- FUN FEATURES
As a young boy Cheshire resident James Gafney would visit his grandfather, Frank Gibbs, and listen to him share his numerous war stories. Gibbs had been a tail-gunner on a B-24 in World War II and earned the Distinguished Flying Cross medal for his service to his country.
Every time Gibbs sat Gafney down, there was a new and more interesting tale to tell.
“Every time I would visit with him, he would tell me about a Nazi he shot down, or how he bombed the Ploesti Oil Fields, or how he nearly bailed out over Switzerland,” Gafney recalls. “It was very glorious to me.”
Those stories left a lasting impression with Gafney, and, as he grew up, he, too, imagined venturing off to help fight a foe. “I dreamed about how I might fight the enemy one day as well,” he revealed.
Now, Gafney, at 40, is picking up where his grandfather left off, serving as a Major in the United States Army as a part of a transition team stationed in Iraq. Gafney, who has been involved with the military since graduating from Cheshire High School in 1988, is stationed in the country’s capital city, Baghdad, where each day he puts his life on the line to better train Iraqi police and military forces to protect their own country from violent attack.
Gafney has been on the front lines of the Iraq War since the beginning, deploying with the 101st Airborne Division in 2003, where he participated in the initial invasion. At that time, Gafney stated that he and his fellow soldiers were mostly fighting Iraqi military personnel left over from the days of Saddam Hussein. “If someone aimed a gun at us, we shot back, but for the most part, that didn’t happen.” Gafney explained. “Those battles were very isolated and mostly took place during the initial invasion.”
But since that first invasion, the enemy has “changed,” Gafney insists, and the U.S. military has been forced to confront terrorists who attack without warning or mercy.
“At least the Iraqis that fought against us in 2003 were man enough to stand up to us face-to-face, but the (terrorists), they are cowards. Their killing is indiscriminate and spineless and often ends up killing civilians,” said Gafney.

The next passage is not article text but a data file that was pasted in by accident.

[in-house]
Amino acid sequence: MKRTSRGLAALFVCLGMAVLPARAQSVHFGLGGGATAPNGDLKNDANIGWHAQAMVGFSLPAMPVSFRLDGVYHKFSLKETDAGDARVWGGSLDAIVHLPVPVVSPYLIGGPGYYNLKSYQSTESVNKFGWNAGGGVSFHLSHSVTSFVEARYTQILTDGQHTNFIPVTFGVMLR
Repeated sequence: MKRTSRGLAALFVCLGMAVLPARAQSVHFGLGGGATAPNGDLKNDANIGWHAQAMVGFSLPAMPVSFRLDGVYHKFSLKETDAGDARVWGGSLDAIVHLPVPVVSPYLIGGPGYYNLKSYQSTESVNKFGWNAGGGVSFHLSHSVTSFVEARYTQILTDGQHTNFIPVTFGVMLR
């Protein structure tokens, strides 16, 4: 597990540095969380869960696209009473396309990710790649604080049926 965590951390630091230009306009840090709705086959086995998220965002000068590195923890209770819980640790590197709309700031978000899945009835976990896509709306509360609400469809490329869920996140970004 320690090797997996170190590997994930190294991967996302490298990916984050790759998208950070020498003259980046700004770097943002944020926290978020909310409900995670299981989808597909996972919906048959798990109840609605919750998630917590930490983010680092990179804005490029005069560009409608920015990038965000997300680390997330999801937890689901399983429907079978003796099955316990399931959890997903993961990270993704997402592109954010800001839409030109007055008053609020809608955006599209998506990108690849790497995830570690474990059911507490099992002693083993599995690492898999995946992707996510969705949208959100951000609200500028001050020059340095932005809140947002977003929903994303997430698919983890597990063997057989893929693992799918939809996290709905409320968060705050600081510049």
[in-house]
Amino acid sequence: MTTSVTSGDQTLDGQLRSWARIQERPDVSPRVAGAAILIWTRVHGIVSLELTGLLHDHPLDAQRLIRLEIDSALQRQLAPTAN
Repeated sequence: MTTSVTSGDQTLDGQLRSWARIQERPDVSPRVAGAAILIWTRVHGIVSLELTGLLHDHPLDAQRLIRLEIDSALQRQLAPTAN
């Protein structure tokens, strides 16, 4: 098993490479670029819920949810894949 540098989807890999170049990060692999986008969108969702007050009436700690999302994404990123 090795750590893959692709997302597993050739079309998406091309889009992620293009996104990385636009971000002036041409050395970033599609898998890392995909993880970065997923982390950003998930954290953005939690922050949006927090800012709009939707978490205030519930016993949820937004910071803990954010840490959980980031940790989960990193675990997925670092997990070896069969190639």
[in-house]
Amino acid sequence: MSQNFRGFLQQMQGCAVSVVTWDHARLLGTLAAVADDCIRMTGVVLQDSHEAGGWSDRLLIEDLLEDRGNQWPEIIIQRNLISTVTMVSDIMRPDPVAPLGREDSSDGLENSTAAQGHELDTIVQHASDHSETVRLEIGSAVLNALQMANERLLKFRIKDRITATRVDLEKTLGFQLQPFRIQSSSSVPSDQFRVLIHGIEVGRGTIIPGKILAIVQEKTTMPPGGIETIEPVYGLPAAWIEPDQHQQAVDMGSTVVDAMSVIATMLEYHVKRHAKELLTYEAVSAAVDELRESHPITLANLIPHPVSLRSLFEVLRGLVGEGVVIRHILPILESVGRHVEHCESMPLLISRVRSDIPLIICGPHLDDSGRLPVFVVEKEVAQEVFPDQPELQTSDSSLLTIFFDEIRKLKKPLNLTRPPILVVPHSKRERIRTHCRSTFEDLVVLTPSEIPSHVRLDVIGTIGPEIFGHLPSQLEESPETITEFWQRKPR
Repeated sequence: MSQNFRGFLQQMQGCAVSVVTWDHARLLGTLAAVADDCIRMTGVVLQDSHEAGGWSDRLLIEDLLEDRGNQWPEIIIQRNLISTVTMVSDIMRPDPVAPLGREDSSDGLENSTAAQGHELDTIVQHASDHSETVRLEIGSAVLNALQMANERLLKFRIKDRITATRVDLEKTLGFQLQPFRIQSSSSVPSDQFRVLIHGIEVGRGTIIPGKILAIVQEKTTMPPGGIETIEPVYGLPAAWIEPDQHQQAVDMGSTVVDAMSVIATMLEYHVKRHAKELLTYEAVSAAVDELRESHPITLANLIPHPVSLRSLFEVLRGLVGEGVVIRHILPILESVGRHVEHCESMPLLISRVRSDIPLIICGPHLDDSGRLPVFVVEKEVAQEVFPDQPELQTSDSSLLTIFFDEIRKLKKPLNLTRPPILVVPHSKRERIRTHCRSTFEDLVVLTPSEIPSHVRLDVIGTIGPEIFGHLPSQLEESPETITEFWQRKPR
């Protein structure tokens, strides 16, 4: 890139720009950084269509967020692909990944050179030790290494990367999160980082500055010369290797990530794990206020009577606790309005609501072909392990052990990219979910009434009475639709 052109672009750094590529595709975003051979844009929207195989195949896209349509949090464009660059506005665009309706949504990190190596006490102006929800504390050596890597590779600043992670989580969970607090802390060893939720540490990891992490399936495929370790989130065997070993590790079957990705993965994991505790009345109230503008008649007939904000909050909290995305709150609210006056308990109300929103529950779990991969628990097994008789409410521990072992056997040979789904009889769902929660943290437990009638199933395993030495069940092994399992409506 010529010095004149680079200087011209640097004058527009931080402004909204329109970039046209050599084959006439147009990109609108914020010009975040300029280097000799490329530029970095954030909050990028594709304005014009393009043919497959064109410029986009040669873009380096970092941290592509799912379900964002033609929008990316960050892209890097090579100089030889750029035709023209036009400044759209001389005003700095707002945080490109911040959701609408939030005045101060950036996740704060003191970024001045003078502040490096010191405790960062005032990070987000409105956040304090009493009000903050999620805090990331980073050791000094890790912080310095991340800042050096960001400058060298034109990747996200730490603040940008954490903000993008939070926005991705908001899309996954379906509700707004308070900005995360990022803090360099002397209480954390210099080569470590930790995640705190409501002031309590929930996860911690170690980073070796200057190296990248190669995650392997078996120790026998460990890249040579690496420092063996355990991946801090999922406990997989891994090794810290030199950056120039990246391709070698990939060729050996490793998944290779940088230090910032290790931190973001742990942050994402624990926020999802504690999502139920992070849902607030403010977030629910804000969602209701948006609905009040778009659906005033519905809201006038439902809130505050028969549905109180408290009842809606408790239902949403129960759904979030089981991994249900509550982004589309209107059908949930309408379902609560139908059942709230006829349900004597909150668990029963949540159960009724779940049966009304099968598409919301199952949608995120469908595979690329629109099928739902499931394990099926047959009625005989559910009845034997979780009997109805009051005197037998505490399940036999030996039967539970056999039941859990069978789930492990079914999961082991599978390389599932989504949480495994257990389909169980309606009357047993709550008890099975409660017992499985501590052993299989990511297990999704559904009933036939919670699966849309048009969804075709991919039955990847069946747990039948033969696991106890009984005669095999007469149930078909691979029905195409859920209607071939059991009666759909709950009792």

Of particular concern for Gafney is the weapon of choice utilized in battle — the improvised explosive device known as an IED. These lethal weapons can be hidden anywhere from the side of a road to under someone’s clothing, and it makes it virtually impossible to completely stay safe.
When Gafney first deployed in 2003, he served as a pilot and he freely admits, “There was no such thing as an IED in Iraq at that time.”
Now, however, Gafney is stationed at a base inside Baghdad, and the dangers are all too real.
“There is always a danger of an IED or grenade attack,” said Gafney. “The recent bombing in Abu Ghuraib was something that my unit would have been present for, but our Iraqi counterparts’ mission changed at the last minute, so, as the Iraqis say “Insha’allah (By the will of God), we weren’t there.”
But the importance of the mission, Gafney claims, is undeniable and makes the dangers worthwhile.
As a member of the transition team, Gafney works closely with his Iraqi counterparts and advises them on everything from training and discipline measures to actual combat strategy.
“The team I am on works as a conduit of information between other transition teams, coalition forces, Iraqi army, and Iraqi police. We also patrol with our Iraqi counterparts so we see what they see, and understand the information that they are receiving, so we can assist in evaluating the situation,” he revealed.
As such, Gafney routinely comes into contact with the citizens in Iraq, especially the younger children who play in the streets and fight to get a better glimpse of the American soldiers passing by.
“The children are great,” Gafney insists. “They say, ‘Mister, mister. Chocolate, chocolate.’ We have been helping hand out school supplies that our friends from back home have been sending us. The children, teachers, and principals are all very grateful. We do this hand in hand with the Iraqi soldiers.”
That kind of positive interaction does more than just offer a lighter moment to war, Gafney explains. It allows the U.S. soldiers to combat the rhetoric most commonly used by militant factions looking for recruits.
“The terrorists might tell these kids about the bad things the Iraqi and U.S. armies might do, said Gafney. “Then this kid might think, ‘I remember the Iraqi and American soldiers. They weren’t so bad. They gave me and my little sister paper, crayons, pens, pencils and chocolate. They were nice,’ and decide not to be a terrorist.”
Gafney’s current deployment began four months ago and he is scheduled to be in Iraq for the remainder of the year. The military life is a tough one, he admits, and he longs for home at times.
“I have to say, I miss Cheshire,” he admits. “I don’t get back there much, but boy, I sure could go for a Blackie’s Hot Dog and a birch beer right now.”
But Gafney credits his supportive family for making his service possible, most especially his wife Larson, who he says gives him the support he needs to make it through each day.
“My wife manages it all, from bills, to babies, to schools, to sports, to doctor appointments. She is truly amazing,” he said.
“Soldiers everyday do what I do, and have sacrificed more than I have. I ask the public to just say thank you and shake our hand. Most of us would gladly take that as payment for what we do.”